“We’re different than a movie theater or potentially other venues where we also have to figure out how all those actors are rehearsing safely,” Hurst said. “And how all the backstage crew is supporting the show safely in what’s usually tight quarters. The actors, director and designers are all represented by unions which are heavily in- volved in signing off on safety plans nationally. So far, for example, the actors union has not signed off on many.” Of course, pandemics don’t last forever. And triCity has a sense that because of the immensely personal nature of live theater — it is unique — its fans will come back in force when venues like the Two River Theater reopen. In that regard the future will be bright. It’s hard to picture live theater fans discovering something they liked better during the pandemic as a substitute for the experience of live actors in front of them in an intimate setting like the Two River Theater. You simply can’t replace it. Hurst and his team have been working hard since the pandemic hit. Here’s a summary of what they’ve been doing. Visit tworivertheater.org for more information.

TWO RIVER RISING — An Online Benefit Reading Series:

A Reading Series that reflects the past, present and future of the theater’s diverse range of programming including reimagined classics and world premieres by the industry’s most adventurous theater artists. The series started in July and the final event will be Romeo and Juliet with Act One on Sept. 30 and Act Two with a Q&A on Oct. 1.

Donation Match & Tickets:

All donations made to Two River Theater in support of the Two River Rising series will be matched by a generous donor to benefit five organizations with a pressing need due to the impact of system- ic racism and COVID-19. Benefiting organizations are identified by the playwrights and directors involved in each reading and include: The Actors Fund, The Audre Lorde Project, The New Jersey Alliance for Immigrant Justice, and The Ruben Santiago-Hudson Fine Arts Learning Center. Online benefit event tickets are $25 per reading and include access to live post-reading Q&As with the artists involved, hosted on Zoom.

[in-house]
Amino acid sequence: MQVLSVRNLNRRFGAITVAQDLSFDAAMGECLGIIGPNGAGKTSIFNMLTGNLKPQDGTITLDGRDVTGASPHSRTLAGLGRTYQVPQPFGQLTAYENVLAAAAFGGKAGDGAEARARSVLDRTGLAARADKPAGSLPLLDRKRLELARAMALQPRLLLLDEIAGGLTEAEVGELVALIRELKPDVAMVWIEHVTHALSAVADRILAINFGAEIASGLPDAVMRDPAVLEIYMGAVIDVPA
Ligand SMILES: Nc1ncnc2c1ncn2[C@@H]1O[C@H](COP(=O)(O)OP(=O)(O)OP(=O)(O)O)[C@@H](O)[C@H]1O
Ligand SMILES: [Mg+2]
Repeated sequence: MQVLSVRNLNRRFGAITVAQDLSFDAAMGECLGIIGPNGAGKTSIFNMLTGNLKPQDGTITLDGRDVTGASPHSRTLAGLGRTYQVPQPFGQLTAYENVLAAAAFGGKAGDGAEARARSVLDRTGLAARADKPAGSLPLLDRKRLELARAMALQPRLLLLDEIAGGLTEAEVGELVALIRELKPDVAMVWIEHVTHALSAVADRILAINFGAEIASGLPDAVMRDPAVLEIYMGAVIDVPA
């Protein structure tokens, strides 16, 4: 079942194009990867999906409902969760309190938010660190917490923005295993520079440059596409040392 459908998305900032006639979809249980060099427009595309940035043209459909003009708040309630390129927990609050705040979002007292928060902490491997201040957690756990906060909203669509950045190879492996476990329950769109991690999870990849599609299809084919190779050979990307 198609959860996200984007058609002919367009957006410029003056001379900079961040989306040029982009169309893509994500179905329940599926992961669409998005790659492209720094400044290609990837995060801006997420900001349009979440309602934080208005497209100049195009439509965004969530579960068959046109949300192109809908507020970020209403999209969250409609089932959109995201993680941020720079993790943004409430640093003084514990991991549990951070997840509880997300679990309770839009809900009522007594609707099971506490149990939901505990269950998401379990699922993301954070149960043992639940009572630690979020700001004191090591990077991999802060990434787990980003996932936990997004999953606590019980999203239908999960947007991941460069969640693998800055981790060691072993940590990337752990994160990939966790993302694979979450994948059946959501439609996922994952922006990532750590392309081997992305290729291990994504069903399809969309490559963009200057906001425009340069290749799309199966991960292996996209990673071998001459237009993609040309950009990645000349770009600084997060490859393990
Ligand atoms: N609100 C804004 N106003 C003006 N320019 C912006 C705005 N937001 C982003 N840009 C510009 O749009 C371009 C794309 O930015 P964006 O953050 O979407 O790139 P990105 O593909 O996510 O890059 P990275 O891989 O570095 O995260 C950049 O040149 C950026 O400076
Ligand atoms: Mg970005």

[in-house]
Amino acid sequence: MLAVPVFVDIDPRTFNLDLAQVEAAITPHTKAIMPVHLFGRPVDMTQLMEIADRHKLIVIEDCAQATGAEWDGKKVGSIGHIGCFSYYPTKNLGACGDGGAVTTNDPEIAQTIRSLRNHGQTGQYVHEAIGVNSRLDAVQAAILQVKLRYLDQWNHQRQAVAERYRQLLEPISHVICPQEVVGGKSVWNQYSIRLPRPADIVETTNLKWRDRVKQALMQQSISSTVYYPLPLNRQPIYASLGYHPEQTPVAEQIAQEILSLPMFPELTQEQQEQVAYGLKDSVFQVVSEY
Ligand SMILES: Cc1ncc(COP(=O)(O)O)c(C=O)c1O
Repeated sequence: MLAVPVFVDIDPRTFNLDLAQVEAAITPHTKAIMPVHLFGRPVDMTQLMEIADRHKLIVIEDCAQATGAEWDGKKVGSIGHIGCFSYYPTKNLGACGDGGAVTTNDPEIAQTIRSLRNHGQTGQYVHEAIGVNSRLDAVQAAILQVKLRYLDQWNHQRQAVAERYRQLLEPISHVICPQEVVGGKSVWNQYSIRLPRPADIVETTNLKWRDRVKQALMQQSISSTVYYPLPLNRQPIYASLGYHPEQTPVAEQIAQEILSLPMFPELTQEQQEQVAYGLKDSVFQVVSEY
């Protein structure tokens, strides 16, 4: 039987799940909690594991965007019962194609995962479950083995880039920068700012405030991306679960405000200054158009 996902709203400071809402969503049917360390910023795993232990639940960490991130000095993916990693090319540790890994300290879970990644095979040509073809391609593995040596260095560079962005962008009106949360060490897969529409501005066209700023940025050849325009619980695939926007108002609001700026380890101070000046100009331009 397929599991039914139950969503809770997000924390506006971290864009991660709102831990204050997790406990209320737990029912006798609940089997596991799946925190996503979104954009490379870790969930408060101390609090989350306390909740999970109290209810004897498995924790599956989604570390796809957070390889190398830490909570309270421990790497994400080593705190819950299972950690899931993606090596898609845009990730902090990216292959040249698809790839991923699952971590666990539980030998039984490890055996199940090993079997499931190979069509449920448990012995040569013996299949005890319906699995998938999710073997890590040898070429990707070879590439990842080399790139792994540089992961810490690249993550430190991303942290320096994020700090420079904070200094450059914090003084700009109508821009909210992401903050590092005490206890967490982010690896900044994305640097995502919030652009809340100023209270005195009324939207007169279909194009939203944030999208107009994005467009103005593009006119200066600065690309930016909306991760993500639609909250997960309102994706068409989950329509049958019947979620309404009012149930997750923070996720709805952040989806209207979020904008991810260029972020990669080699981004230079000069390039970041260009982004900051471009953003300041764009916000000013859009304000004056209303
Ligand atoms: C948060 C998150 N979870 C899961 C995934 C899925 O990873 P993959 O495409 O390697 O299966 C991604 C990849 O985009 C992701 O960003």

Final Reading:

Romeo & Juliet on 9/30 and 10/1. A modern verse translation of the Shakespeare classic by South Korean playwright, Hansol Jung, produced in partnership with NAATCO (National Asian American Theatre Company).

#SceneAtTwoRiver:

Two River Theater’s #SceneAtTwoRiver digital content series has been going strong since mid-March. The series consists of mostly video content including artist songs and monologues, behind-the scenes interviews with staff on costume, set and lighting design, at-home activities and crafts for students and families, self-care exercises led by teaching artists and a wide range of live virtual readings, classes and events.

The TRT has been able to remain engaged with local, national and worldwide theater fans digitally during Covid-19 as follows (data through 9/1): 140,000+ have viewed their YouTube video con- tent. 34,000+ have clicked on their 213+ Face- book posts. 32,000+ have engaged with their 136+ Instagram posts. 26,000+ have visited Two River Theater’s website viewing over 100,000 pages. 730+ have engaged with their 151 Twitter posts.

EDUCATION

Summer Intensives:
Young theater people from around the nation entering grades 7–12 joined TRT’s Online Summer Classes in July — “Summer Intensives”. The students worked with dedicated teaching artists (also scattered across the country,) learning about costume rendering, scenic and lighting design, acting and directing, songwriting, and created an online performance in five days.

The Art of Social Justice:

The Two River Education department in collaboration with Red Bank’s T. Thomas Fortune Foundation and in compliance with the New Jersey Amistad Commission is offering a four-part series of professional development workshops for teachers entitled “The ART of Social Justice.” One of the fundamental principles of social justice education is the principle of honest, open dialogue. The first workshop, “Justice and Reconciliation: Conversations Beyond Conflict” was hosted via Zoom on Wednesday, August 19 by Dr. Walter Greason of Monmouth University. It offered a chance for teachers and community leaders to explore their feelings about the current moment, while providing a range of tools to facilitate these conversations with students. The series will continue with workshops in November, February and May, offering a range of topics focusing on how art and social justice work intersect.

CENTER FOR NEW WORK EDUCATION & DESIGN

In late December 2019, TRT opened its new Center for New Work, Education and Design, a three-story facility that has been in development since 2011. The Center is connected to the TRT’s permanent home, and includes two rehearsal studios, expanded scenery, prop and costume shops, offices and writing spaces for artists, centrally located offices for the theater’s education and production departments, and multiple storage areas. In addition to enhancing the work of its production department, the new building will allow the theater to expand the reach and impact of its education programs and free community events that it offers through the Inside Two River program. The Center will also allow TRT to expand the ambition and reach of its current efforts in support of new work, including artist residencies, retreats, readings, workshops, and collaborations with other theaters and artists engaged in new-play development.